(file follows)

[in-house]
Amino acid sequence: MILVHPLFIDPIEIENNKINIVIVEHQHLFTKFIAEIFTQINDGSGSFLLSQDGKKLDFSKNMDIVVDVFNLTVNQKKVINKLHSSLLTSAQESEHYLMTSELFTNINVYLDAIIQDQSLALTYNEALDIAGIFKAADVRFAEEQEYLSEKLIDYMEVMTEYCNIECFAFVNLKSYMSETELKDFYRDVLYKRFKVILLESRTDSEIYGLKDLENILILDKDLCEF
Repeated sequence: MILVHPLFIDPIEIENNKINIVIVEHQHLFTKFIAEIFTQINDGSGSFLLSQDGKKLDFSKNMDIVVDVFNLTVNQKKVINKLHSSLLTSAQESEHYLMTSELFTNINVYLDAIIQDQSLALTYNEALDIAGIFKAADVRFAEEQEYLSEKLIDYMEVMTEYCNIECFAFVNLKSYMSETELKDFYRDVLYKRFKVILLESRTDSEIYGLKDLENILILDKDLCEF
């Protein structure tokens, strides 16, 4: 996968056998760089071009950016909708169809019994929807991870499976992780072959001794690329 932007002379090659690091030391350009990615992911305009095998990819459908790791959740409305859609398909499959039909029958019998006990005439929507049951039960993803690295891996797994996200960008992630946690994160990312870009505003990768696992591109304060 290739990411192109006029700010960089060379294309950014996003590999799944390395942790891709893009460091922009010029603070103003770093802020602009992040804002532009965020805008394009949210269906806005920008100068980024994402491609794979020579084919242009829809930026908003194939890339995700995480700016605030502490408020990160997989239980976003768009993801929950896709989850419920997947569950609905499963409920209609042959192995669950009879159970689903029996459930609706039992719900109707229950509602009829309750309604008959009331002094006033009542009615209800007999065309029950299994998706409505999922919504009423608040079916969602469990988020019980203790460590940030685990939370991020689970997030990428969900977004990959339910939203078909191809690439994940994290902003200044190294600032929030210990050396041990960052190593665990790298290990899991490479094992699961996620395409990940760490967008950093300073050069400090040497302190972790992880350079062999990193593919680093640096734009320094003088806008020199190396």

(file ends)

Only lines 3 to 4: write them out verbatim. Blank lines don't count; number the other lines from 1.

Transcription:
Repeated sequence: MILVHPLFIDPIEIENNKINIVIVEHQHLFTKFIAEIFTQINDGSGSFLLSQDGKKLDFSKNMDIVVDVFNLTVNQKKVINKLHSSLLTSAQESEHYLMTSELFTNINVYLDAIIQDQSLALTYNEALDIAGIFKAADVRFAEEQEYLSEKLIDYMEVMTEYCNIECFAFVNLKSYMSETELKDFYRDVLYKRFKVILLESRTDSEIYGLKDLENILILDKDLCEF
């Protein structure tokens, strides 16, 4: 996968056998760089071009950016909708169809019994929807991870499976992780072959001794690329 932007002379090659690091030391350009990615992911305009095998990819459908790791959740409305859609398909499959039909029958019998006990005439929507049951039960993803690295891996797994996200960008992630946690994160990312870009505003990768696992591109304060 290739990411192109006029700010960089060379294309950014996003590999799944390395942790891709893009460091922009010029603070103003770093802020602009992040804002532009965020805008394009949210269906806005920008100068980024994402491609794979020579084919242009829809930026908003194939890339995700995480700016605030502490408020990160997989239980976003768009993801929950896709989850419920997947569950609905499963409920209609042959192995669950009879159970689903029996459930609706039992719900109707229950509602009829309750309604008959009331002094006033009542009615209800007999065309029950299994998706409505999922919504009423608040079916969602469990988020019980203790460590940030685990939370991020689970997030990428969900977004990959339910939203078909191809690439994940994290902003200044190294600032929030210990050396041990960052190593665990790298290990899991490479094992699961996620395409990940760490967008950093300073050069400090040497302190972790992880350079062999990193593919680093640096734009320094003088806008020199190396």